Silent Night, Deadly Night

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Not to be confused with the 1972 horror film Silent Night, Bloody Night.
Silent Night, Deadly Night
Theatrical release poster
Directed by Charles E. Sellier Jr.
Produced by Ira Richard Barmak
Scott J. Schneid
Dennis Whitehead
Screenplay by Michael Hickey
Story by Paul Caimi
Music by Perry Botkin
Cinematography Henning Schellerup
Edited by Michael Spence
Distributed by TriStar Pictures
Release dates
  • November 9, 1984 (1984-11-09)
Running time
79 minutes
85 minutes (Unrated cut)
Country United States
Language English
Budget $1,065,000 (estimated)[1]
Box office $2,491,460[2]

Silent Night, Deadly Night is a 1984 American slasher horror film directed by Charles E. Sellier, Jr., produced by Ira R Barmak, written by Michael Hickey, and starring Robert Brian Wilson, Lilyan Chauvin, Gilmer McCormick, Toni Nero, Linnea Quigley, Britt Leach and Leo Geter. Set during Christmas, the story concerns a young man, who after witnessing his parents murdered and raised tumultuously in an abusive Catholic orphanage as a young boy begins to suffer traumatic experiences years later and emerges into a spree killer (donning a Santa suit) himself.

Released by TriStar Pictures on November 9, 1984, the film gained controversy upon release towards the advertising's deception. In response, the film received negative reviews and was pulled out of theatres a week after its release. While successful during its opening week, the film was a moderate success with $2.5 million made overall. Since its release, the film has developed a cult following and was followed by four sequels (with the fourth and fifth installment having no connection to the film) and a loose remake released about 28 years later. This was the only film in the series to be distributed by Tristar Pictures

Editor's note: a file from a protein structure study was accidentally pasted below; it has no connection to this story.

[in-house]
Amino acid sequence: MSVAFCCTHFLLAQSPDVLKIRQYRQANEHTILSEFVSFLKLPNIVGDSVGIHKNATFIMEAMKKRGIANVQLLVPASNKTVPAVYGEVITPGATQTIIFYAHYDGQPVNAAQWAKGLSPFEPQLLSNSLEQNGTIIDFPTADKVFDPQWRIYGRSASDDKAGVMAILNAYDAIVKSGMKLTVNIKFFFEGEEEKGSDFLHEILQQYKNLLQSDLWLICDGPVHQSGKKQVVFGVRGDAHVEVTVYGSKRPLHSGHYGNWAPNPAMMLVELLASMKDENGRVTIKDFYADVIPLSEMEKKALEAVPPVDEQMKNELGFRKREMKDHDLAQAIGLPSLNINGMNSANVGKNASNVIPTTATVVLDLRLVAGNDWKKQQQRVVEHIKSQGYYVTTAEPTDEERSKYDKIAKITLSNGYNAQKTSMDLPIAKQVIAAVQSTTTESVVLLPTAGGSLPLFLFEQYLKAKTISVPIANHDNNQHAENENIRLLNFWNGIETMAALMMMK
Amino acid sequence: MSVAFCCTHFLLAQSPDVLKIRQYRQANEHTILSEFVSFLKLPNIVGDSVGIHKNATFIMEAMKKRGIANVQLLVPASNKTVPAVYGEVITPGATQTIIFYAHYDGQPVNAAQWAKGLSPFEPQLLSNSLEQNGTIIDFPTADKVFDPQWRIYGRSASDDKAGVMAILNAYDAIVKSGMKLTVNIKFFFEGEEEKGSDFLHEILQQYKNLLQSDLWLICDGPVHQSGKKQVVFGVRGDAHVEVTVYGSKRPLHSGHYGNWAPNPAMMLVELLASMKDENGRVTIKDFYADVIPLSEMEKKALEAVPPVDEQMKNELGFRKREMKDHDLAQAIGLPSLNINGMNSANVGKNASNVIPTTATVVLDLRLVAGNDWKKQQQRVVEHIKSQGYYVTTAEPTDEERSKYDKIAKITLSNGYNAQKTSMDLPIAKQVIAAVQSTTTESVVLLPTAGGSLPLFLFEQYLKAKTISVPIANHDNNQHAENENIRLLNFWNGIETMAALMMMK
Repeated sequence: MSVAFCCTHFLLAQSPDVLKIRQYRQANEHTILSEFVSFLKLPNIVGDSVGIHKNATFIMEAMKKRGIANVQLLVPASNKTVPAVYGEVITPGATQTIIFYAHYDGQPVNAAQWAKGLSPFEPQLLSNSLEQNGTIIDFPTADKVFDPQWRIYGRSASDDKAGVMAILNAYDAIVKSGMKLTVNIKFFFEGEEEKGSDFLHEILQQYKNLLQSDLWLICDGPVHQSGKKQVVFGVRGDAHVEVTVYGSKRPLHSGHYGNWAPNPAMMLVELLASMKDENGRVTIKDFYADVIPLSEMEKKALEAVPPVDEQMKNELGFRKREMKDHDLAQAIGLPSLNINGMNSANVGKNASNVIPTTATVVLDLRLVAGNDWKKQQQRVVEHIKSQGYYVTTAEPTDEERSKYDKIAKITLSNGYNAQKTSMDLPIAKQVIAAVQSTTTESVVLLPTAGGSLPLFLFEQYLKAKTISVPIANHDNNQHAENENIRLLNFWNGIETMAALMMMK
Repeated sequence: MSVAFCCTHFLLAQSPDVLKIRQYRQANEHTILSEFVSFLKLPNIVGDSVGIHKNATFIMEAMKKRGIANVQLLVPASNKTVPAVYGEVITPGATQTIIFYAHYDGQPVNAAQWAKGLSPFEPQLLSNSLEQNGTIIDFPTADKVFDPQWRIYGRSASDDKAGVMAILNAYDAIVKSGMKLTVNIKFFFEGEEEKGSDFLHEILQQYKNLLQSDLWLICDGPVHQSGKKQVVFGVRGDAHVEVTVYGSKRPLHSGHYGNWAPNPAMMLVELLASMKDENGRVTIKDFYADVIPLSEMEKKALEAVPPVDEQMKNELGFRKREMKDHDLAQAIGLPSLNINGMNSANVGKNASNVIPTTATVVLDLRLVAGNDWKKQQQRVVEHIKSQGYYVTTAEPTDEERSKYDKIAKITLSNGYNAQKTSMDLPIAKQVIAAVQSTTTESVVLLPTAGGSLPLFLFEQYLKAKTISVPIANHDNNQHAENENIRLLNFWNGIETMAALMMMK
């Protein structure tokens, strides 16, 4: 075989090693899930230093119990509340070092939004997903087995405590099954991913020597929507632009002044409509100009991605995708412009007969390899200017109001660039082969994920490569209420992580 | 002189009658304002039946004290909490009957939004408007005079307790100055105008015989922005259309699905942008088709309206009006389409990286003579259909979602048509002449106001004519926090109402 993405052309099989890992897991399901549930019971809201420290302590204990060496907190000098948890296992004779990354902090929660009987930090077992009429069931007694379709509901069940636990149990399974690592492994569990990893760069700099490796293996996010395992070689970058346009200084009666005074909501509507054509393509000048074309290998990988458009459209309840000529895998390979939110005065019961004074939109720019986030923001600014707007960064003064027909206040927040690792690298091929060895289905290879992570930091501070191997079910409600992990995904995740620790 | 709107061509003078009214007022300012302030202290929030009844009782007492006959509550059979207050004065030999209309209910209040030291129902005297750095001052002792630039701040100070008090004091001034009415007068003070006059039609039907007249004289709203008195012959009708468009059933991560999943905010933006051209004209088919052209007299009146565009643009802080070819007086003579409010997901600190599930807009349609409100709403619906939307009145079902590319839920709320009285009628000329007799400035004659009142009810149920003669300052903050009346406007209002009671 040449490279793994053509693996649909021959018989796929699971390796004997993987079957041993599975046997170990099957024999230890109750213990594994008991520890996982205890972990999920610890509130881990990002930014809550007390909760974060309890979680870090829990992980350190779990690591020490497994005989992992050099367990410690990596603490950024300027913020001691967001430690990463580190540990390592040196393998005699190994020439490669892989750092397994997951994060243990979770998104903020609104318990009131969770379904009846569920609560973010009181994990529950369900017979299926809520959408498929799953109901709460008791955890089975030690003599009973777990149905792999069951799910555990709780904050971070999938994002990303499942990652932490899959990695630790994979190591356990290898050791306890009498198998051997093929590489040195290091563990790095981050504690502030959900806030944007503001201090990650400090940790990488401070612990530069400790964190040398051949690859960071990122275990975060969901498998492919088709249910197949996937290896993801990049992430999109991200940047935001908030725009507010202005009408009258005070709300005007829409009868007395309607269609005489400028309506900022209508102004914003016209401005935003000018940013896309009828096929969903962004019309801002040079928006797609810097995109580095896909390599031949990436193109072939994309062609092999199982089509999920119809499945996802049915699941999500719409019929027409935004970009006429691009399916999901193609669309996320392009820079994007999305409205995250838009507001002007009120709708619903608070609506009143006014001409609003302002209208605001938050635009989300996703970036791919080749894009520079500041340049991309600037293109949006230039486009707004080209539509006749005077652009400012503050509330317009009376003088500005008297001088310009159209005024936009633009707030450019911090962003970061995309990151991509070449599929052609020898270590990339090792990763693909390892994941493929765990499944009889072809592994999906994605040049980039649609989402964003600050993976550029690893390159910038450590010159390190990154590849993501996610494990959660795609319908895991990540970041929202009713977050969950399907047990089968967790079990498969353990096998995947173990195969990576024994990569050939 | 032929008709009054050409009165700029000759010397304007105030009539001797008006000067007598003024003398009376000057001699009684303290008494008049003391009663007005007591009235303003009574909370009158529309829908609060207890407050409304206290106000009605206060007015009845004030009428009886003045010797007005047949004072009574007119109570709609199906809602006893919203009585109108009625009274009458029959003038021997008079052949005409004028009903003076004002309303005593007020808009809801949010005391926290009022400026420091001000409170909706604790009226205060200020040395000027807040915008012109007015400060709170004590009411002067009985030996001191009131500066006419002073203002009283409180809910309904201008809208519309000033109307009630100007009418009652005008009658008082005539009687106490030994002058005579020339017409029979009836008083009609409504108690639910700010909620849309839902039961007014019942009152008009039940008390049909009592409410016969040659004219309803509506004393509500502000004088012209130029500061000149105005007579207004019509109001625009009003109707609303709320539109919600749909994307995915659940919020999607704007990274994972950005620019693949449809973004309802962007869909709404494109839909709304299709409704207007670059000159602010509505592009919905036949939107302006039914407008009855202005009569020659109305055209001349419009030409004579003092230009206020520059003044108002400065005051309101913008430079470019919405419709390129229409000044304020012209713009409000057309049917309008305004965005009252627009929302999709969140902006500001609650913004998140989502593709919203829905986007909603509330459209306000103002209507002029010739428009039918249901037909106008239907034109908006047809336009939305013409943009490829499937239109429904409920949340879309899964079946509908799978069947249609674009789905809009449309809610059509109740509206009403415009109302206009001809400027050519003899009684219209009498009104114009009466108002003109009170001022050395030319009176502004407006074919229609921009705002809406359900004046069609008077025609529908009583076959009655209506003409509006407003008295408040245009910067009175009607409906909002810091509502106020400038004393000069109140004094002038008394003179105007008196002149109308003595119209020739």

In 1971, 5-year-old Billy Chapman and his family went to a nursing home to visit his catatonic grandfather. When the family steps out of the room and leaves Billy alone with his grandfather, the old man suddenly springs to life and warns him that Santa Claus punishes the naughty. That night Billy's family happens to come across a man dressed in a Santa Claus outfit seemingly having car trouble. The man is actually a criminal who just used the disguise to commit a robbery in a liquor store, in which he killed the clerk.

He then kills Billy's father with a handgun and slits his mother's throat with a switchblade in front of him and his crying infant brother Ricky. Billy then runs off to hide, leaving his baby brother in the car. However, the murderous Santa leaves the children out there to die. Three years later, it is 1974, Billy and Ricky are celebrating Christmas in an orphanage run by Mother Superior, a strict disciplinarian who persistently strikes children who misbehave and considers punishment for their wicked actions a good thing. Sister Margaret seems to be the only one who sympathizes with the children. She tries to help Billy open up and play with the other children, but Billy is constantly subject to Mother Superior's scrutinizing eyes and regularly punished. On Christmas morning, the orphanage has a man in a Santa Claus suit who visits the children. Because of Billy's childhood experience, he's terrified. Mother Superior drags Billy kicking and screaming to Santa, where he punches him in the face, causing his nose to bleed and flees to his room amid looks of horror. Ricky does whatever he can to protect Billy from getting punished.

Ten years later, 18-year-old Billy leaves the orphanage in hopes of finding a normal life. He obtains a job as a stock boy at a local toy store and develops a crush on his coworker Pamela. Billy's sexual thoughts regarding Pamela are often interrupted by morbid visions of his parents' murder. However, he steadily grows unstable.

On Christmas Eve, despite his protestations, Billy is coerced by his jeering coworkers into dressing up as Santa Claus for the store. Shortly after the store closes and the store staff party begins, Billy happens upon Pamela almost being raped by another coworker, Andy. Billy snaps, finally insane, and he hangs Andy with a string of Christmas lights and kills Pamela with a utility knife, uttering darkly that punishment is good. Billy's boss, Mr. Sims happens upon the scene where Billy kills him with a hammer. Mrs. Randall discovers Billy's grisly work and attempts to flee, but is attacked with an axe then killed with an arrow in her torso.